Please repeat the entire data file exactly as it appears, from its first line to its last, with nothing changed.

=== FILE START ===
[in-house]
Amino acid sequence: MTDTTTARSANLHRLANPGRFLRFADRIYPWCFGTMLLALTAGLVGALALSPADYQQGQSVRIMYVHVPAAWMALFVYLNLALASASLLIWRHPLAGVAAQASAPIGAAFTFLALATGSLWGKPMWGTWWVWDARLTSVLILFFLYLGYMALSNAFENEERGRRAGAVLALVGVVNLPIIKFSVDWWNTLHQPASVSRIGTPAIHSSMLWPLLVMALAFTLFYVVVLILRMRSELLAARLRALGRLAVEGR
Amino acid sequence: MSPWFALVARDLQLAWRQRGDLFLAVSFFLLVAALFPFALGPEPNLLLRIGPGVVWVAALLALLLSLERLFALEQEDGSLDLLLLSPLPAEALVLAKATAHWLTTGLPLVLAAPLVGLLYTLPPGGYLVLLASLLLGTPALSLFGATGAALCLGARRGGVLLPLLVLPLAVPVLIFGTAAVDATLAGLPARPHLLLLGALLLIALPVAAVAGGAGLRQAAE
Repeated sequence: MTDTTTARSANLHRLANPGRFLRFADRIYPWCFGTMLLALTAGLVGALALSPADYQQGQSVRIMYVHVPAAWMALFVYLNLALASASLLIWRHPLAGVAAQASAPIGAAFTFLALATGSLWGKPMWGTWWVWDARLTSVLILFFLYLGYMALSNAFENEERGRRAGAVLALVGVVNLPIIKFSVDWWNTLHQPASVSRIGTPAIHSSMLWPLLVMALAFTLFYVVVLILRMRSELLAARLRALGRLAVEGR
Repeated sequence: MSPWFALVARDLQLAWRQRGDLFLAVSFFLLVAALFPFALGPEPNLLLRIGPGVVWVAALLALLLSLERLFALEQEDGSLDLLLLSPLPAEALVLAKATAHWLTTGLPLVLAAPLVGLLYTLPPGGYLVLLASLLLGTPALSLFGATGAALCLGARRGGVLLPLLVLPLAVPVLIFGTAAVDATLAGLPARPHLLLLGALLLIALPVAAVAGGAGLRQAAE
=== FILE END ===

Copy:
[in-house]
Amino acid sequence: MTDTTTARSANLHRLANPGRFLRFADRIYPWCFGTMLLALTAGLVGALALSPADYQQGQSVRIMYVHVPAAWMALFVYLNLALASASLLIWRHPLAGVAAQASAPIGAAFTFLALATGSLWGKPMWGTWWVWDARLTSVLILFFLYLGYMALSNAFENEERGRRAGAVLALVGVVNLPIIKFSVDWWNTLHQPASVSRIGTPAIHSSMLWPLLVMALAFTLFYVVVLILRMRSELLAARLRALGRLAVEGR
Amino acid sequence: MSPWFALVARDLQLAWRQRGDLFLAVSFFLLVAALFPFALGPEPNLLLRIGPGVVWVAALLALLLSLERLFALEQEDGSLDLLLLSPLPAEALVLAKATAHWLTTGLPLVLAAPLVGLLYTLPPGGYLVLLASLLLGTPALSLFGATGAALCLGARRGGVLLPLLVLPLAVPVLIFGTAAVDATLAGLPARPHLLLLGALLLIALPVAAVAGGAGLRQAAE
Repeated sequence: MTDTTTARSANLHRLANPGRFLRFADRIYPWCFGTMLLALTAGLVGALALSPADYQQGQSVRIMYVHVPAAWMALFVYLNLALASASLLIWRHPLAGVAAQASAPIGAAFTFLALATGSLWGKPMWGTWWVWDARLTSVLILFFLYLGYMALSNAFENEERGRRAGAVLALVGVVNLPIIKFSVDWWNTLHQPASVSRIGTPAIHSSMLWPLLVMALAFTLFYVVVLILRMRSELLAARLRALGRLAVEGR
Repeated sequence: MSPWFALVARDLQLAWRQRGDLFLAVSFFLLVAALFPFALGPEPNLLLRIGPGVVWVAALLALLLSLERLFALEQEDGSLDLLLLSPLPAEALVLAKATAHWLTTGLPLVLAAPLVGLLYTLPPGGYLVLLASLLLGTPALSLFGATGAALCLGARRGGVLLPLLVLPLAVPVLIFGTAAVDATLAGLPARPHLLLLGALLLIALPVAAVAGGAGLRQAAE